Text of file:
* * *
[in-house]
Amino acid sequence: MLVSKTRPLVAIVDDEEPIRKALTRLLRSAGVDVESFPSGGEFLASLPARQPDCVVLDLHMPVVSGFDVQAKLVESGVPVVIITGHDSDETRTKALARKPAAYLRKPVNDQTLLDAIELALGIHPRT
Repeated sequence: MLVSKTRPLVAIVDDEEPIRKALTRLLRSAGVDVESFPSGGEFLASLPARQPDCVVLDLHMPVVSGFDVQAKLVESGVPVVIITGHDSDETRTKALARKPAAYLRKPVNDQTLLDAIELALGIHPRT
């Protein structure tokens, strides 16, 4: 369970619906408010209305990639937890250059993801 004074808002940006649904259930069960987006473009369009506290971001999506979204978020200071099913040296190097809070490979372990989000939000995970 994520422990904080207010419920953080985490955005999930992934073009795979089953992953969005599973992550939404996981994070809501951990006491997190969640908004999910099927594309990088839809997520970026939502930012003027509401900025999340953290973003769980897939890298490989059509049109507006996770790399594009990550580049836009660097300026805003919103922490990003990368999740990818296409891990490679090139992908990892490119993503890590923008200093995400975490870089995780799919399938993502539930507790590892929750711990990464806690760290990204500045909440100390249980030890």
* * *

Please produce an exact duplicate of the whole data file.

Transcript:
[in-house]
Amino acid sequence: MLVSKTRPLVAIVDDEEPIRKALTRLLRSAGVDVESFPSGGEFLASLPARQPDCVVLDLHMPVVSGFDVQAKLVESGVPVVIITGHDSDETRTKALARKPAAYLRKPVNDQTLLDAIELALGIHPRT
Repeated sequence: MLVSKTRPLVAIVDDEEPIRKALTRLLRSAGVDVESFPSGGEFLASLPARQPDCVVLDLHMPVVSGFDVQAKLVESGVPVVIITGHDSDETRTKALARKPAAYLRKPVNDQTLLDAIELALGIHPRT
């Protein structure tokens, strides 16, 4: 369970619906408010209305990639937890250059993801 004074808002940006649904259930069960987006473009369009506290971001999506979204978020200071099913040296190097809070490979372990989000939000995970 994520422990904080207010419920953080985490955005999930992934073009795979089953992953969005599973992550939404996981994070809501951990006491997190969640908004999910099927594309990088839809997520970026939502930012003027509401900025999340953290973003769980897939890298490989059509049109507006996770790399594009990550580049836009660097300026805003919103922490990003990368999740990818296409891990490679090139992908990892490119993503890590923008200093995400975490870089995780799919399938993502539930507790590892929750711990990464806690760290990204500045909440100390249980030890």